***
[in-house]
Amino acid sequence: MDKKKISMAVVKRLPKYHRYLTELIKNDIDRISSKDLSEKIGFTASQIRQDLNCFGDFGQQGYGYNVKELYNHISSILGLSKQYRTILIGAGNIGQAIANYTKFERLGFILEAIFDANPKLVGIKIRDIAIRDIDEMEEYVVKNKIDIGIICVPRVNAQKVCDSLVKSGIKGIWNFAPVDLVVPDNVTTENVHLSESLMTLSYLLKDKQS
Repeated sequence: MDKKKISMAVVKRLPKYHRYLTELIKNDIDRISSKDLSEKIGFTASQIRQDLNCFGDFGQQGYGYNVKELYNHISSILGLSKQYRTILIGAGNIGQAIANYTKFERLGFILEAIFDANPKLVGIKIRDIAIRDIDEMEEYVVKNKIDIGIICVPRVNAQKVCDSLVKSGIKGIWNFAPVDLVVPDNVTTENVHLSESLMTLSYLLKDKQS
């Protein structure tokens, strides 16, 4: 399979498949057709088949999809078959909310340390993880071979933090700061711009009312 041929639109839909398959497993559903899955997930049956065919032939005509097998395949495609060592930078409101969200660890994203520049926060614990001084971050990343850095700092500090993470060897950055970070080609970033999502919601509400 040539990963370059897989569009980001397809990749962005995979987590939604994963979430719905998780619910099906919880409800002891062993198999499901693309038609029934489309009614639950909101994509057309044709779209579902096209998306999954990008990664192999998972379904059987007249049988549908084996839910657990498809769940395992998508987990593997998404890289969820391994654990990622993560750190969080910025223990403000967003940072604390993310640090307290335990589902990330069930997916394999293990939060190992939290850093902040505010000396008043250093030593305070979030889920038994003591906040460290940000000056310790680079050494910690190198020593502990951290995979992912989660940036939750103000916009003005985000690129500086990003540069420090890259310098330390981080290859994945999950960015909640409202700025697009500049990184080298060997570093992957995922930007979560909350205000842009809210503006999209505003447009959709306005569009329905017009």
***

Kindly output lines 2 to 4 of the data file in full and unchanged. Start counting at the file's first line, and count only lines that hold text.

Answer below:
Amino acid sequence: MDKKKISMAVVKRLPKYHRYLTELIKNDIDRISSKDLSEKIGFTASQIRQDLNCFGDFGQQGYGYNVKELYNHISSILGLSKQYRTILIGAGNIGQAIANYTKFERLGFILEAIFDANPKLVGIKIRDIAIRDIDEMEEYVVKNKIDIGIICVPRVNAQKVCDSLVKSGIKGIWNFAPVDLVVPDNVTTENVHLSESLMTLSYLLKDKQS
Repeated sequence: MDKKKISMAVVKRLPKYHRYLTELIKNDIDRISSKDLSEKIGFTASQIRQDLNCFGDFGQQGYGYNVKELYNHISSILGLSKQYRTILIGAGNIGQAIANYTKFERLGFILEAIFDANPKLVGIKIRDIAIRDIDEMEEYVVKNKIDIGIICVPRVNAQKVCDSLVKSGIKGIWNFAPVDLVVPDNVTTENVHLSESLMTLSYLLKDKQS
């Protein structure tokens, strides 16, 4: 399979498949057709088949999809078959909310340390993880071979933090700061711009009312 041929639109839909398959497993559903899955997930049956065919032939005509097998395949495609060592930078409101969200660890994203520049926060614990001084971050990343850095700092500090993470060897950055970070080609970033999502919601509400 040539990963370059897989569009980001397809990749962005995979987590939604994963979430719905998780619910099906919880409800002891062993198999499901693309038609029934489309009614639950909101994509057309044709779209579902096209998306999954990008990664192999998972379904059987007249049988549908084996839910657990498809769940395992998508987990593997998404890289969820391994654990990622993560750190969080910025223990403000967003940072604390993310640090307290335990589902990330069930997916394999293990939060190992939290850093902040505010000396008043250093030593305070979030889920038994003591906040460290940000000056310790680079050494910690190198020593502990951290995979992912989660940036939750103000916009003005985000690129500086990003540069420090890259310098330390981080290859994945999950960015909640409202700025697009500049990184080298060997570093992957995922930007979560909350205000842009809210503006999209505003447009959709306005569009329905017009």